Here’s why. There are two conditions that make U.S. aquariums of particular interest to the global museum and visitor-serving industry:
A) The U.S. aquarium business model is motivated by market demand (and not overly dependent on grants, endowments, or government funding)
This is not to say that aquariums do not seek to obtain grants or secure government appropriations – but, as a group, the chart below indicates that aquariums tend to rely least on contributed and dividend revenues when compared to other types of visitor-serving organizations:
Theoretically, if government funding were to cease on a macro-level tomorrow, aquariums (as well as select museums, theaters, science centers and other more self-reliant organizations) may have the greatest chance of keeping their doors open long-term.
Also, after evaluating a representative sample of 224 U.S.-based visitor-serving organizations, aquariums generally have the smallest endowments relative to their annual operating budgets – perhaps suggesting that aquariums must be particularly attuned to the market since they have less “cushion” in their revenue streams. We see outcomes of this market responsiveness all the time: While some museums are hiring extra grantwriters and expanding their lobbying efforts for funding, many aquariums are hiring social media and online community managers because they understand that digital engagement helps drive attendance. Of course, smart museums also realize this and are hiring these kinds of people, too – but as the chart below illustrates, the lack of a “safety net” places a particular financial imperative on aquariums to be responsive to market opportunities:
B) Many aquariums regularly invest in active, global, social missions that extend beyond education and research
I can hear you now: “But all museums aim to change the world!” I know. This does not mean that other missions are any less important – simply that many organizations with which I work consider aquariums to be at an interesting intersection between topic expertise and “right now” relevance…particularly when it comes to prominent, controversial issues such as climate change and other environmental topics. In short, while the social missions and operations of aquariums tackle education and research (two critical items that are also common among other, select visitor-serving organizations), they also take up the battle of ocean conservation. The initiatives attendant to this addition are particularly timely, global, and live in a rather elusive “save the world” space.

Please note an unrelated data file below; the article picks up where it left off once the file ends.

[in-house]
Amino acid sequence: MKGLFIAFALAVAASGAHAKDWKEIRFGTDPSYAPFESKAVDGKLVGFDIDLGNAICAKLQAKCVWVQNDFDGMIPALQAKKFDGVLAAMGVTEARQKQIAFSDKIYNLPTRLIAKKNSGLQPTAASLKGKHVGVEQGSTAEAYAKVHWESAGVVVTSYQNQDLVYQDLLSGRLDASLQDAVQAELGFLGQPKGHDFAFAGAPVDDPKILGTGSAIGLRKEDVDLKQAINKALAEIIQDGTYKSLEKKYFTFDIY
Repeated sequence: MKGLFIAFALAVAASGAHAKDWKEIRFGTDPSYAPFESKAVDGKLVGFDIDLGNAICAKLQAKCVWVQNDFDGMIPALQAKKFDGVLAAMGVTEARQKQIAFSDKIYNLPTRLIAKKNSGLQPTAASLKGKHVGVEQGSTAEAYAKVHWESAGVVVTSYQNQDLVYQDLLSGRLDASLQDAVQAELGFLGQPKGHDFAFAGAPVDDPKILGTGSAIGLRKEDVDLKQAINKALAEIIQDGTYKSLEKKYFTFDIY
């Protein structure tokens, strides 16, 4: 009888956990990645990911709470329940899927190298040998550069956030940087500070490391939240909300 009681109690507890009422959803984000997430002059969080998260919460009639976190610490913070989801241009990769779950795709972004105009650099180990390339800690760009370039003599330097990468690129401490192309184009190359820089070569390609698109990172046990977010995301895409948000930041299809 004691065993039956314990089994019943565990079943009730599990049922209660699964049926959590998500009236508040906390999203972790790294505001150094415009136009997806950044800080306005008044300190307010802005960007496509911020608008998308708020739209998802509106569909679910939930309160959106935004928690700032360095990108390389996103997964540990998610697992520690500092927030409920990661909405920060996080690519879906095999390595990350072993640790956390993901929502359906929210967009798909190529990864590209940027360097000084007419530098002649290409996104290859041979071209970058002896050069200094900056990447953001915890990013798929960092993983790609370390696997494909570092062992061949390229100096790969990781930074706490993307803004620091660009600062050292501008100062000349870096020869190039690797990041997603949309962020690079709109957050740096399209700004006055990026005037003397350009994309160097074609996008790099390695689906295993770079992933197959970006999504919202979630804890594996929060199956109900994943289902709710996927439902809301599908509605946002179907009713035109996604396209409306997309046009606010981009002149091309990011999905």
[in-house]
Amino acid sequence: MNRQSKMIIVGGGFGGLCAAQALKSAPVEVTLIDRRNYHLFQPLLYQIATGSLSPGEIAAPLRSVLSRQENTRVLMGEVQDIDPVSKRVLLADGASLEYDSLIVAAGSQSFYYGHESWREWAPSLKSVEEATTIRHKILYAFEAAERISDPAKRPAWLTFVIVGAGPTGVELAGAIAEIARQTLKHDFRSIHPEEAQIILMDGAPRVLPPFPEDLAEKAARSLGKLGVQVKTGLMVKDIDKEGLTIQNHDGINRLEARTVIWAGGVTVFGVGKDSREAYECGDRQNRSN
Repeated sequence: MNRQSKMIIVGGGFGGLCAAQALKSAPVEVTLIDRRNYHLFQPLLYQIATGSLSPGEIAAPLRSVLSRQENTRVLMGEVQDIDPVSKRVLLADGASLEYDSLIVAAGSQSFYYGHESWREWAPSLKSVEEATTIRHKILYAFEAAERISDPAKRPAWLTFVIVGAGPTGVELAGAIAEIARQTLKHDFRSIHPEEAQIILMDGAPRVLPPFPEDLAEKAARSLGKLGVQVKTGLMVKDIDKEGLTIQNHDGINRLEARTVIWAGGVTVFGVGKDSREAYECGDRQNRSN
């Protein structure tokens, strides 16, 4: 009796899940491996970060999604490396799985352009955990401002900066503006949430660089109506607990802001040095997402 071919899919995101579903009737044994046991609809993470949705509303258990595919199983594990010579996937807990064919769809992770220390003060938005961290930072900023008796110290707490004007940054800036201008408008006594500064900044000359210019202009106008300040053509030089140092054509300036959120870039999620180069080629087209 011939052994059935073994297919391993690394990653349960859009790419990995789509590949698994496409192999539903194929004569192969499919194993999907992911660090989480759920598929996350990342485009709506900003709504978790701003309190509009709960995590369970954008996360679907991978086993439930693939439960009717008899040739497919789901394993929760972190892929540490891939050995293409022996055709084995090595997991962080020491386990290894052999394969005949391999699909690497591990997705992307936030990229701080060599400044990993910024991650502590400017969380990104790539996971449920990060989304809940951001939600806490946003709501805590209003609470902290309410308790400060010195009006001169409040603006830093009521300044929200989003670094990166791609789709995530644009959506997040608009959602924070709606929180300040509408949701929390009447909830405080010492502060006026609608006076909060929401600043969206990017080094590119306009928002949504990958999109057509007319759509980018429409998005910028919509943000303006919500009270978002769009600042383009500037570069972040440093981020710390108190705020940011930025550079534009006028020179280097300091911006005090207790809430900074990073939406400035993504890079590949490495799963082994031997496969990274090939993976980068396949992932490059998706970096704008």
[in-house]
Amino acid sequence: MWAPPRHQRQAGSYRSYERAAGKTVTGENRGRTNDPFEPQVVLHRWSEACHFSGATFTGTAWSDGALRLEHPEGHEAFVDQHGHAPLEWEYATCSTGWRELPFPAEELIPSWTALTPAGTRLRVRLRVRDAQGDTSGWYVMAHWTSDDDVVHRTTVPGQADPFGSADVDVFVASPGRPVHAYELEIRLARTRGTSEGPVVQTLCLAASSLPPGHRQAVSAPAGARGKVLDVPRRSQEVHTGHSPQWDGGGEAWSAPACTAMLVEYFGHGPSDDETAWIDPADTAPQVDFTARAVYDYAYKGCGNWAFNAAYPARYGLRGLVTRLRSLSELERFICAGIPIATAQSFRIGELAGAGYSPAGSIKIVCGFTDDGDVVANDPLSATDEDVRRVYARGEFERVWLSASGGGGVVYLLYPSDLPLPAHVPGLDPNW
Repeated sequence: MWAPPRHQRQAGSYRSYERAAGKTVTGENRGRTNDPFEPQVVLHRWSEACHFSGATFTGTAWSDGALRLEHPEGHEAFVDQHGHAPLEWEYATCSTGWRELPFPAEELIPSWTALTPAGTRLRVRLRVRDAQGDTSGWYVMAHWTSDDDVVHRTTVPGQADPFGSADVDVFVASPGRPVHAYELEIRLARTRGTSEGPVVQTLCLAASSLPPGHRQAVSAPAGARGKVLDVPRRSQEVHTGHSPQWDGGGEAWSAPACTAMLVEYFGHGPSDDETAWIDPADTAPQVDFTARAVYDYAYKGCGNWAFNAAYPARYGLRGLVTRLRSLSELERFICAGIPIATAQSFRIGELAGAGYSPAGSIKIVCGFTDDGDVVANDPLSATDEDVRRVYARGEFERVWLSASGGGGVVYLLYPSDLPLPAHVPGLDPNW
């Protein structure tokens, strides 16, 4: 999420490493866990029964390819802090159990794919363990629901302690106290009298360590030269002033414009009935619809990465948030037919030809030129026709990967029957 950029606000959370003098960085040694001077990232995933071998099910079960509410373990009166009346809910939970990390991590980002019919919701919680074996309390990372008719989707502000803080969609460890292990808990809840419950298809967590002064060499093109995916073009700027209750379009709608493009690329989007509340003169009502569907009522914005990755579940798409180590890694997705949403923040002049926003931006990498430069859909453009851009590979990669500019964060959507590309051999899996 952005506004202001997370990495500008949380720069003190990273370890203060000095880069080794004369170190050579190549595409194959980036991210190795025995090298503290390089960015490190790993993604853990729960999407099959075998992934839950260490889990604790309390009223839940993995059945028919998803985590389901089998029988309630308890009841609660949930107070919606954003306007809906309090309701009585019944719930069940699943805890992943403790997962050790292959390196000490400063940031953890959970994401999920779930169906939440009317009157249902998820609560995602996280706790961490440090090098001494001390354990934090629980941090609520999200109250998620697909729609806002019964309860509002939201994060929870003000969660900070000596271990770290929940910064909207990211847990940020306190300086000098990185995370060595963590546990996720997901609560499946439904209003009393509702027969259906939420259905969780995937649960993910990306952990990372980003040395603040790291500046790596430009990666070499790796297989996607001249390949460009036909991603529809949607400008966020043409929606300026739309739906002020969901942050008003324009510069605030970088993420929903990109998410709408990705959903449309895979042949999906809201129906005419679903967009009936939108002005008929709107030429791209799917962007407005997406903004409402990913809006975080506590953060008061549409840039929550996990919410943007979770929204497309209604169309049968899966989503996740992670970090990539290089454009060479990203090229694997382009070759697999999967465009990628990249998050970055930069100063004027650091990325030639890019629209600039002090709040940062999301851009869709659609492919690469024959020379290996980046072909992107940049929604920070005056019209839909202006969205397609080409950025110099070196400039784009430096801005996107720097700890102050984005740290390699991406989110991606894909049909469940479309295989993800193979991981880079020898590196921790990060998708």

It’s a seemingly at-odds and extreme combination: Aquariums may be considered among the most “for profit” of organizations in that they rely heavily on earned revenues, but they also aim to be among the most globally impactful among organizations pursuing active, social missions.
I “go deep” in my work with aquariums because helping them evolve and perfect their business model to remain solvent in both fiscal and social terms provides the lessons that help other organizations achieve their similarly aspirational ideals.
I’m intentionally speaking in terms of sector generalities – not all zoos rely on government funding, not every museum lives on its endowment, and, for that matter, not all aquariums are truly bringing their A-game to the “save the ocean” effort. The organizations operating with the objectives of being both market-relevant AND “big mission-serving” (aquarium or not) may be our best models for the future of museums. They can survive on their own, and they can do it while serving a very large-scale social mission.